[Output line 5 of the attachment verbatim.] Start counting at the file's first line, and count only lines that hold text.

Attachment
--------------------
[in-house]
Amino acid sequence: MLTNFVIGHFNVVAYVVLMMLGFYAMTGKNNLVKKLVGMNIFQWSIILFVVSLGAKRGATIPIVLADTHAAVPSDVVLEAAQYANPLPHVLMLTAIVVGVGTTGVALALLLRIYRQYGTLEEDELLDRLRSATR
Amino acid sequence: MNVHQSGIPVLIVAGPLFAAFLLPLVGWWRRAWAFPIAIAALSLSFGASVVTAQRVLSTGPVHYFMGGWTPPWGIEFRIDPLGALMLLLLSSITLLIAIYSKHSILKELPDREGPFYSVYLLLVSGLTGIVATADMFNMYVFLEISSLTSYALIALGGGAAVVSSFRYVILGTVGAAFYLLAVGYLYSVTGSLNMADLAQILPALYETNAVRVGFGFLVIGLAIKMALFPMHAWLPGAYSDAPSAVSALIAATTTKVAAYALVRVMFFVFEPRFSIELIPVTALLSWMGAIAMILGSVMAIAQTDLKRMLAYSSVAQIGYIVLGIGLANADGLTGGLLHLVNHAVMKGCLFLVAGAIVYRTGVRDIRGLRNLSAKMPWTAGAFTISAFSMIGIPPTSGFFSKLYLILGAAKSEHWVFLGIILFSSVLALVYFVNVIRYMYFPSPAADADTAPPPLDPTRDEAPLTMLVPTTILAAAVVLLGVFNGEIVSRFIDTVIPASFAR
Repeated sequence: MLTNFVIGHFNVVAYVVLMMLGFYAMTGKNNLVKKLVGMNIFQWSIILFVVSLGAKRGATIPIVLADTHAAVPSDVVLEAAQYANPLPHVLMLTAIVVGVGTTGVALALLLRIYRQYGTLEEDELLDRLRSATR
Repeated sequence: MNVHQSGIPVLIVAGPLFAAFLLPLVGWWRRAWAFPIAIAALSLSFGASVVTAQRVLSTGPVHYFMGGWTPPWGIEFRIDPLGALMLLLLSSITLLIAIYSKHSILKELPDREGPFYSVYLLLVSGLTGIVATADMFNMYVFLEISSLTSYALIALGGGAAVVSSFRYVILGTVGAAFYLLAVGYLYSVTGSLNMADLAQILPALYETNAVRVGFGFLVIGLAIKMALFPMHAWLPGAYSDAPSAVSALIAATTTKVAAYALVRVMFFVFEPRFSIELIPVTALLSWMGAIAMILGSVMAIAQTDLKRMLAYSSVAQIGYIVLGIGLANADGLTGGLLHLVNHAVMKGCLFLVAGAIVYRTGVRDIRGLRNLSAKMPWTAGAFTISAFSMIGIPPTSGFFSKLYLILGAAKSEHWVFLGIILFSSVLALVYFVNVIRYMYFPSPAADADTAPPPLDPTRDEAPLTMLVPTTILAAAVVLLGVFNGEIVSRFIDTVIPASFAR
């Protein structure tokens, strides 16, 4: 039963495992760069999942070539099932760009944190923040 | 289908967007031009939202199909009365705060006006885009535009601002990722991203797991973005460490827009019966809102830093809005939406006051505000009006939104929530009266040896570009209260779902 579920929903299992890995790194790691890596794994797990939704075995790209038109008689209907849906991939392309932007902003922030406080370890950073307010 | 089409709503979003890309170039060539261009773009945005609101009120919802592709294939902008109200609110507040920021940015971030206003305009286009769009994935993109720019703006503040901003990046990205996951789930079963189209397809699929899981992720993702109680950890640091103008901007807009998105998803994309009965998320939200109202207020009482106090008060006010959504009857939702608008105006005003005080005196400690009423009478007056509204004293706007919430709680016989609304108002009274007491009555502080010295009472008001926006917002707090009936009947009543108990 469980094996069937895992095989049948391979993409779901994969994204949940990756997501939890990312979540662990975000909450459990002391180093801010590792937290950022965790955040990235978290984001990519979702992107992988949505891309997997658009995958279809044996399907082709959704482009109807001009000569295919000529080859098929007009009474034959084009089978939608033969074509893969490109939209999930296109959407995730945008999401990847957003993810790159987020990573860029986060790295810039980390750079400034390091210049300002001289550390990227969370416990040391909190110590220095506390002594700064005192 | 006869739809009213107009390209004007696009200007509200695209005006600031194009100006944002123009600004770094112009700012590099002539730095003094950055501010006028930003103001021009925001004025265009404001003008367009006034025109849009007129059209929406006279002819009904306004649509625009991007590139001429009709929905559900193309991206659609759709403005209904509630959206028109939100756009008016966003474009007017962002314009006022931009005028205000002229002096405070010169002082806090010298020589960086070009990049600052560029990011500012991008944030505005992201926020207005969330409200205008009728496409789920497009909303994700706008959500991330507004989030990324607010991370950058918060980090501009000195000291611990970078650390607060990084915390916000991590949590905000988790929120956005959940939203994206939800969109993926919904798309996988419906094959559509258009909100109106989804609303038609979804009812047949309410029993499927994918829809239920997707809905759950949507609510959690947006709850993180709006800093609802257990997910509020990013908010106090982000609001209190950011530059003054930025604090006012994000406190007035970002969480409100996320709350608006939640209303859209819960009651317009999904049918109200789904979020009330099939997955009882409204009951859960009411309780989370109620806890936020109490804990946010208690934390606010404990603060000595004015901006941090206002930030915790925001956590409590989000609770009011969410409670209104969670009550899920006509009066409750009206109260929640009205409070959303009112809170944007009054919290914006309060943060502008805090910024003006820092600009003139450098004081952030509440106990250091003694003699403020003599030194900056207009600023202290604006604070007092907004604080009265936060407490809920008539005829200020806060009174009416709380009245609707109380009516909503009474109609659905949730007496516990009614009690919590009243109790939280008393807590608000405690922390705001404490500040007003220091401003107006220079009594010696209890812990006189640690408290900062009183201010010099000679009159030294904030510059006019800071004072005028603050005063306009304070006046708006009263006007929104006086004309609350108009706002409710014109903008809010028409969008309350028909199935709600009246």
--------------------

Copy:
Repeated sequence: MNVHQSGIPVLIVAGPLFAAFLLPLVGWWRRAWAFPIAIAALSLSFGASVVTAQRVLSTGPVHYFMGGWTPPWGIEFRIDPLGALMLLLLSSITLLIAIYSKHSILKELPDREGPFYSVYLLLVSGLTGIVATADMFNMYVFLEISSLTSYALIALGGGAAVVSSFRYVILGTVGAAFYLLAVGYLYSVTGSLNMADLAQILPALYETNAVRVGFGFLVIGLAIKMALFPMHAWLPGAYSDAPSAVSALIAATTTKVAAYALVRVMFFVFEPRFSIELIPVTALLSWMGAIAMILGSVMAIAQTDLKRMLAYSSVAQIGYIVLGIGLANADGLTGGLLHLVNHAVMKGCLFLVAGAIVYRTGVRDIRGLRNLSAKMPWTAGAFTISAFSMIGIPPTSGFFSKLYLILGAAKSEHWVFLGIILFSSVLALVYFVNVIRYMYFPSPAADADTAPPPLDPTRDEAPLTMLVPTTILAAAVVLLGVFNGEIVSRFIDTVIPASFAR